Collagens are among the most abundant proteins, with type I collagen being the most abundant protein, while type II, III, IV, V, VI, IX and XI are all in the list of the top 20 proteins in the body (15). In total there are 28 collagens, derived from 46 distinct genetic chains, each with its own structure and function (16). Very simplistically, the fibrillar collagens (type I, II, III, V and XI) can be considered fibroblast collagens, embodying the main constituents of the interstitial matrix (15). These collagens are mainly structural, supporting the tissue 3-dimensional structure. They are very dense, and are the main collagens in fibrotic accumulations in tissues and around tumors. In the basement membranes directly beneath epithelial or endothelial cells specialized networking collagens are found, predominantly type IV and VIII (17). These collagens allow for diffusion of oxygen and other nutrients in specialized tissues. Some of the networking collagens are vital for optimal tissue repair response processing of the basement membrane ECM, whereas the fibrillar collagens, may be dangerous collagens adversely accumulating within interstitial spaces (15). Clearly, during tissue remodeling an altered composition of collagens, but also localization of collagens, may affect tissue function. Replacing a specialized networking basement membrane collagen with a crude fibrillar fibroblast collagen, both changes the distribution of proteins but also the function of the surrounding cells.

During tissue remodeling, the small fragments of these collagens (as well as fragments from laminins and elastins) which are released into the circulation (matrikines), may potentially serve as biomarkers for disease (18). With regards to tissue turnover mediated by proteolytic protein degradation during pathological settings of the interstitial ECM, MMP mediated degradation fragments of type I, III, VI collagens have been both shown to be upregulated during exacerbations in COPD (19,20), related to decline of lung function [forced expiratory volume in one second (FEV1)] in COPD (21), as well being prognostic for progression of IPF (10). Andriani and colleagues have now also reported the potential of matrikines in aiding diagnosis of non-small cell lung cancer (11).

Collagens are not just collagens, as they are emerging as important signaling molecules. Importantly, these matrikine fragments are cryptic, meaning that their signaling function is realized only after the protein undergoes processing by degradation during tissue remodeling. These signals are dormant in the tissue, only being activated upon release, as the intact parent molecule does not provide known signaling function.

Type IV collagen: in each of the 6 sub-chains of type IV collagen fragments containing the non-collagenous (NC)1 domain have been shown to be highly anti-angiogenic, targeting the function of epithelial and endothelial cells. As a consequence, these matrix fragments are recognized to be not only a structural part of the ECM of the basement membrane, but also part of essential tissue signaling homeostasis; these fragments are known as arresten, canstatin, tumstatin, terastation, pentostatin and hexastatin. Tumstatin in the most well investigated to date (6,8,17).

Type VI collagen. The pro-peptide of type VI collagen, is now also recognised as a collagen hormone known as endotrophin. It is produced by fibrotic fibroblasts and associated with insulin resistance. Endotrophin levels have been shown to be predictive of mortality (19) and exacerbations (9) in COPD patients, to predict response to insulin sensitizers in type 2 diabetes patients (13), and related to outcome (death) in many malignant oncologies (22).

Type VIII collagen. The pro-peptide of type VIII collagen is also known as vastatin. Vastatin has been shown to be as potent as endostatin in its anti-angiogenic effects on endothelial cells, and to exhibit anti-migratory effects on epithelial cells (23).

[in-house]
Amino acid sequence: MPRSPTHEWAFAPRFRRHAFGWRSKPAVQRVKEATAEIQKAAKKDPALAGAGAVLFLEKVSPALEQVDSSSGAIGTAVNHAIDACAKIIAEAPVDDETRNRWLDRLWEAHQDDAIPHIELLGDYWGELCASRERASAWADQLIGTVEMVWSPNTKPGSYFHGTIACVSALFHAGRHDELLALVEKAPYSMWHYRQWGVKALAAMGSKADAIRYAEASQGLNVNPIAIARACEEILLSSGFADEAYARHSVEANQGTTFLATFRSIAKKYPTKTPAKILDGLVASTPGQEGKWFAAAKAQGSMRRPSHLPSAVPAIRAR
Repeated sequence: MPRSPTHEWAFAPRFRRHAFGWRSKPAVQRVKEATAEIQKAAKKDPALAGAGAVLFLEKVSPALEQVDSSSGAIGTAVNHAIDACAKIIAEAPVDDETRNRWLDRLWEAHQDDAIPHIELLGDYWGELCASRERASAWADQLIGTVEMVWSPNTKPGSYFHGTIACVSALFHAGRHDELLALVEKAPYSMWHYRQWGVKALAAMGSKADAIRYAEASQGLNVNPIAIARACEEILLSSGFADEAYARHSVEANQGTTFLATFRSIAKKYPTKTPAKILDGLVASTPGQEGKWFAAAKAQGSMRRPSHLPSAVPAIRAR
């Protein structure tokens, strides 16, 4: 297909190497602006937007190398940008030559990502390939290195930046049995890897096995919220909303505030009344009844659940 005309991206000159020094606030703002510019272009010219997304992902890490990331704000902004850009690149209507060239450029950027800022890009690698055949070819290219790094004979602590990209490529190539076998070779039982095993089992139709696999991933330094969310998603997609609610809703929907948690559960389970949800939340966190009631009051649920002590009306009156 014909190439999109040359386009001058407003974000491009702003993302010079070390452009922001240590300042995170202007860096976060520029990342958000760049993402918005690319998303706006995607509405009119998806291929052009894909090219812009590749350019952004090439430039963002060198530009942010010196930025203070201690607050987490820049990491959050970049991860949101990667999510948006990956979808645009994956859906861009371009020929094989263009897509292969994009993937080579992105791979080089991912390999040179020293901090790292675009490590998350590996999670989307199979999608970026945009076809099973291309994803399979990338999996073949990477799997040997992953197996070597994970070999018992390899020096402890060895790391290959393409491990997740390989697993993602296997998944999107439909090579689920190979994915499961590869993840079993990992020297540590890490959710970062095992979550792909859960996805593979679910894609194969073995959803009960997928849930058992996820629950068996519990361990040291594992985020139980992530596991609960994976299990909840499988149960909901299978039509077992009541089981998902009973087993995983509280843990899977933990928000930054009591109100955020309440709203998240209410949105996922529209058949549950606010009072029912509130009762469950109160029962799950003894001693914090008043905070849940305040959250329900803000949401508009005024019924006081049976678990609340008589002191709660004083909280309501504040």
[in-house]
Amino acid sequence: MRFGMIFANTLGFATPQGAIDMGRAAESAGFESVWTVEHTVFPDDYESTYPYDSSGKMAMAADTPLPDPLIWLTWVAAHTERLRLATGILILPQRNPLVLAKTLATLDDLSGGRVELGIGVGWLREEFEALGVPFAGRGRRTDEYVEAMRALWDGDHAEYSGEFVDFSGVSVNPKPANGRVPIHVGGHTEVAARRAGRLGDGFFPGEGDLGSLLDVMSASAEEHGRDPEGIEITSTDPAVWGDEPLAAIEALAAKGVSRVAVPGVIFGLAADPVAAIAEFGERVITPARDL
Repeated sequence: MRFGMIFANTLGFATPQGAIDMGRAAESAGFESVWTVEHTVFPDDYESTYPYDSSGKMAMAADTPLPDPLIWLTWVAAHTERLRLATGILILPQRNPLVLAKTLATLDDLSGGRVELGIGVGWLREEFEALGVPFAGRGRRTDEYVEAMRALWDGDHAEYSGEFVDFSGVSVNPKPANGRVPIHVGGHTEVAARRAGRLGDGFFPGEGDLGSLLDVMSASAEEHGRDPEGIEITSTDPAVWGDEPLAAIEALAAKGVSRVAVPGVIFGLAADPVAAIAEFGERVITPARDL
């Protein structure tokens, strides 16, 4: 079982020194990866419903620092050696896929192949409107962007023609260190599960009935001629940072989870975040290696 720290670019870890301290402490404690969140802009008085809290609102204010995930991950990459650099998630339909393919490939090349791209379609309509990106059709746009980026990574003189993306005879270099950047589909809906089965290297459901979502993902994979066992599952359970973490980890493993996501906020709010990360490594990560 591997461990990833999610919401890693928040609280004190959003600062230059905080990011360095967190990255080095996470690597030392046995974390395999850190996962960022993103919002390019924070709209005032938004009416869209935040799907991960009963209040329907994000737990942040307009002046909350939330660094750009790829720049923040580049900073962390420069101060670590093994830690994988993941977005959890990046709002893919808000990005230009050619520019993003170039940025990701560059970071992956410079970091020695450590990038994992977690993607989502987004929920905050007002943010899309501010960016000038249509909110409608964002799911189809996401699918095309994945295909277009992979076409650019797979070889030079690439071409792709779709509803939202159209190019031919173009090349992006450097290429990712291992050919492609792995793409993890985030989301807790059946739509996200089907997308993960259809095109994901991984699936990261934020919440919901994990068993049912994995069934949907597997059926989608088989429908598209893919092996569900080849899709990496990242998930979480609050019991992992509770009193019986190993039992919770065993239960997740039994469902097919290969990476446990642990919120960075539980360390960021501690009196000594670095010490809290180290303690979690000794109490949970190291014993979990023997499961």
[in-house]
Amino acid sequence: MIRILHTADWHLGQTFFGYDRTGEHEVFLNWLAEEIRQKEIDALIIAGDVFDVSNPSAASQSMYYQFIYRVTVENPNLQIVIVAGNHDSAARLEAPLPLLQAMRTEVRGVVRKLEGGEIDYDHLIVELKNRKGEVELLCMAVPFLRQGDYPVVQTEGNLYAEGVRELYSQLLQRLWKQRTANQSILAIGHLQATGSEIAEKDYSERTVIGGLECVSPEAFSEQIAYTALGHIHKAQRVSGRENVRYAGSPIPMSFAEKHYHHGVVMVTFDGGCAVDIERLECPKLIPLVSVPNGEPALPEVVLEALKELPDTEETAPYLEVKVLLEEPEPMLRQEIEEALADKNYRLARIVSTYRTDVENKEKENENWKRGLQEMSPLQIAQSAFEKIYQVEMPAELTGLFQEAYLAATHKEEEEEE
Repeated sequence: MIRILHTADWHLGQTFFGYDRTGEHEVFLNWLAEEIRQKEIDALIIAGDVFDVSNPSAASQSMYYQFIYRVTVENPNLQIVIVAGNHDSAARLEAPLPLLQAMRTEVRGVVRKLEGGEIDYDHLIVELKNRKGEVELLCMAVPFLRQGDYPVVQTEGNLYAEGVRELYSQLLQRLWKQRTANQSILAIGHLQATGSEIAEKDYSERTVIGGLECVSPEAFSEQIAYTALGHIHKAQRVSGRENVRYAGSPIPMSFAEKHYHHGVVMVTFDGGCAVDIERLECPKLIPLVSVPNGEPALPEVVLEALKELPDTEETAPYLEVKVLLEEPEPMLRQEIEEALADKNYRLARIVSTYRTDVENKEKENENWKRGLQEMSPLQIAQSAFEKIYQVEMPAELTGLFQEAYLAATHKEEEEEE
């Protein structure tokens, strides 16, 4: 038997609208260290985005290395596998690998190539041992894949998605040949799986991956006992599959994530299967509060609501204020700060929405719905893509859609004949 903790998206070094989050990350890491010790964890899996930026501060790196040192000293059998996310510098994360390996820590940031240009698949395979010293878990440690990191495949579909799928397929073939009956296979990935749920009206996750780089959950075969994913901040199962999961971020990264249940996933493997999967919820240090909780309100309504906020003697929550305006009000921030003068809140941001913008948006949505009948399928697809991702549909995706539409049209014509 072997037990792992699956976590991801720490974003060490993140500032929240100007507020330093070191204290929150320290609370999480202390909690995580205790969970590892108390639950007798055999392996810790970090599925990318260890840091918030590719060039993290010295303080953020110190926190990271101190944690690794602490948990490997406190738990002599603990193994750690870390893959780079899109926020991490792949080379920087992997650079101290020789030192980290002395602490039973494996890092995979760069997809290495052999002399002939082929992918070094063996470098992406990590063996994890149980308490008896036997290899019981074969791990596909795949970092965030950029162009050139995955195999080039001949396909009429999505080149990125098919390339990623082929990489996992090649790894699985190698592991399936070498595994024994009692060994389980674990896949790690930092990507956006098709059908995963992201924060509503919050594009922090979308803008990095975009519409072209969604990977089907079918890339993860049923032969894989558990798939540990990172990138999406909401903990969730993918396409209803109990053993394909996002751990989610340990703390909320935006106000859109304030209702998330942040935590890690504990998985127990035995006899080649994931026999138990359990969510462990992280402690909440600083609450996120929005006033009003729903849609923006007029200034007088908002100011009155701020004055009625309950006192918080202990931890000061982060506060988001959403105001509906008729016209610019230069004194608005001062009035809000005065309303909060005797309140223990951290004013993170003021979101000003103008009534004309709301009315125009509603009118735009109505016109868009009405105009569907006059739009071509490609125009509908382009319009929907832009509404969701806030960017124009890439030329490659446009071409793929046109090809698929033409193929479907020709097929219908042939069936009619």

Type XV collagen. While it has been recognized as existing, much less is known about the NC1 domain of type XV collagen, Restin. While holding potent anti-migratory effects, much still remains to be understood about the tissue expression, pathological relevance and exact role of this matrikine (24).

Type XVIII collagen. Probably the most famous fragment of a collagen, endostatin is also a fragment originating from the NC domain of type XVIII collagen. It is currently thought to be the most anti-angiogenic fragment produced endogenously in the body, and also has similar anti-migratory effects on epithelial cells (25). Its potential importance in mechanisms underlying lung diseases has also been identified (26)

Taken together, this impressive list of signaling fragments released during tissue remodeling with clear effects on the surrounding cells, may play important roles in the initiation and progression of disease. The cells are clearly listening to the matrix, as, possibly, should biomarker developers and those striving to develop new drugs targeting lung pathologies.

Some of these collagen fragments have already been revealed to provide capacity to segregate COPD patients into different phenotypic groupings and have shown potential for identifying those patients who are actively progressing, i.e., experiencing a decreased lung function and increased exacerbations (27). There is an immediate need to understand tissue remodeling in relation to tissue functional loss, with the ultimate goal of monitoring reversal of this impairment. Given that the ECM changes with aging it will be important to understand what is the aging related signature and what is an indication of a pathological process in the lung.

Markers are needed to help select the patients in most need of treatment, and to provide informed decisions about which patients to include in clinical trials, thereby allowing drug developers shorter and smaller studies to identify efficacious treatments for restoring lung function already in phase II studies (27). Such biomarkers are ideal candidates for personalized health care approaches, allowing for early diagnosis, prognosis of patients in need of treatment and to define the best treatment regimen on a personalized basis, prediction of responders to a given treatment, and lastly allowing a monitoring tool for patents, making sure that an early surrogate of clinical efficacy is presented to patients, as described under the BEST guidelines developed by the FDA.


Acknowledgements

Prof. Burgess is funded by a Rosalind Franklin Fellowship, co-funded by the University of Groningen and the European Union.


Footnote

Conflicts of Interest: Dr. Karsdal declares that he is a full-time employee and stock holder of Nordic Bioscience, a company engaged in the discovery, development and commercialization of biomarkers. The other authors have no conflicts of interest to declare.


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Cite this article as: Burgess JK, Weckmann M, Karsdal MA. The message from the matrix—should we listen more closely? J Thorac Dis 2019;11(Suppl 3):S230-S233. doi: 10.21037/jtd.2019.01.68